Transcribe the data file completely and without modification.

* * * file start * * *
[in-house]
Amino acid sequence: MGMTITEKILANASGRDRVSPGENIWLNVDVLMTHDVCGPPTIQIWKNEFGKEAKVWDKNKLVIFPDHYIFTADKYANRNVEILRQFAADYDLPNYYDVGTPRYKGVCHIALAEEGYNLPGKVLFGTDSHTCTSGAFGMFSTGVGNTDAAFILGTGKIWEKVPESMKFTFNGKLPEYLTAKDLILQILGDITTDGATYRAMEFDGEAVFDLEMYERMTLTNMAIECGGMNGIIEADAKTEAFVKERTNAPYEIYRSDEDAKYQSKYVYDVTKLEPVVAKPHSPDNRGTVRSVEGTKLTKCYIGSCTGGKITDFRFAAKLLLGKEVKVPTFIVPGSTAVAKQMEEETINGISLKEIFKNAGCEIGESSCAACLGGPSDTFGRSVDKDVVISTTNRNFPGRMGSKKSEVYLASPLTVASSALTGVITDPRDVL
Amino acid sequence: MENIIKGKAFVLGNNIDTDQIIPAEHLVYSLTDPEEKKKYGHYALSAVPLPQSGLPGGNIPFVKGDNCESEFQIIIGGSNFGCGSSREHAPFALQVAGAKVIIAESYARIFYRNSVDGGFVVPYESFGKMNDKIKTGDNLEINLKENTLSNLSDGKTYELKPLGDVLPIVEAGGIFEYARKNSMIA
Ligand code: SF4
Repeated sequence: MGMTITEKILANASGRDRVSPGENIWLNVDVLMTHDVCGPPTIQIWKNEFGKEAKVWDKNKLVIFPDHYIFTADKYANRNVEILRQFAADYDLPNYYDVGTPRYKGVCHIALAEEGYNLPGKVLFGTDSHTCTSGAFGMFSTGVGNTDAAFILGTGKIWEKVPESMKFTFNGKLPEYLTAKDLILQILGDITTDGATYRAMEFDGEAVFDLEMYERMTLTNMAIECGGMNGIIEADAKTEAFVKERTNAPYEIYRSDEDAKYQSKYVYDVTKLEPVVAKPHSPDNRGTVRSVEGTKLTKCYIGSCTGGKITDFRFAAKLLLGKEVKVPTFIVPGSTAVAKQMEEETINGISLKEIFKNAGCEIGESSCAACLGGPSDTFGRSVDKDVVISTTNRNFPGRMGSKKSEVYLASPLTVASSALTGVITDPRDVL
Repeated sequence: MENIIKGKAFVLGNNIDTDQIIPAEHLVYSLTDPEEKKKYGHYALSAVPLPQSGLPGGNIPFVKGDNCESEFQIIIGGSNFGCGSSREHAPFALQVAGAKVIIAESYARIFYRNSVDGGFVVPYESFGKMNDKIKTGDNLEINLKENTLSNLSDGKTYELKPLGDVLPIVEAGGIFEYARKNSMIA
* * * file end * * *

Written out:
[in-house]
Amino acid sequence: MGMTITEKILANASGRDRVSPGENIWLNVDVLMTHDVCGPPTIQIWKNEFGKEAKVWDKNKLVIFPDHYIFTADKYANRNVEILRQFAADYDLPNYYDVGTPRYKGVCHIALAEEGYNLPGKVLFGTDSHTCTSGAFGMFSTGVGNTDAAFILGTGKIWEKVPESMKFTFNGKLPEYLTAKDLILQILGDITTDGATYRAMEFDGEAVFDLEMYERMTLTNMAIECGGMNGIIEADAKTEAFVKERTNAPYEIYRSDEDAKYQSKYVYDVTKLEPVVAKPHSPDNRGTVRSVEGTKLTKCYIGSCTGGKITDFRFAAKLLLGKEVKVPTFIVPGSTAVAKQMEEETINGISLKEIFKNAGCEIGESSCAACLGGPSDTFGRSVDKDVVISTTNRNFPGRMGSKKSEVYLASPLTVASSALTGVITDPRDVL
Amino acid sequence: MENIIKGKAFVLGNNIDTDQIIPAEHLVYSLTDPEEKKKYGHYALSAVPLPQSGLPGGNIPFVKGDNCESEFQIIIGGSNFGCGSSREHAPFALQVAGAKVIIAESYARIFYRNSVDGGFVVPYESFGKMNDKIKTGDNLEINLKENTLSNLSDGKTYELKPLGDVLPIVEAGGIFEYARKNSMIA
Ligand code: SF4
Repeated sequence: MGMTITEKILANASGRDRVSPGENIWLNVDVLMTHDVCGPPTIQIWKNEFGKEAKVWDKNKLVIFPDHYIFTADKYANRNVEILRQFAADYDLPNYYDVGTPRYKGVCHIALAEEGYNLPGKVLFGTDSHTCTSGAFGMFSTGVGNTDAAFILGTGKIWEKVPESMKFTFNGKLPEYLTAKDLILQILGDITTDGATYRAMEFDGEAVFDLEMYERMTLTNMAIECGGMNGIIEADAKTEAFVKERTNAPYEIYRSDEDAKYQSKYVYDVTKLEPVVAKPHSPDNRGTVRSVEGTKLTKCYIGSCTGGKITDFRFAAKLLLGKEVKVPTFIVPGSTAVAKQMEEETINGISLKEIFKNAGCEIGESSCAACLGGPSDTFGRSVDKDVVISTTNRNFPGRMGSKKSEVYLASPLTVASSALTGVITDPRDVL
Repeated sequence: MENIIKGKAFVLGNNIDTDQIIPAEHLVYSLTDPEEKKKYGHYALSAVPLPQSGLPGGNIPFVKGDNCESEFQIIIGGSNFGCGSSREHAPFALQVAGAKVIIAESYARIFYRNSVDGGFVVPYESFGKMNDKIKTGDNLEINLKENTLSNLSDGKTYELKPLGDVLPIVEAGGIFEYARKNSMIA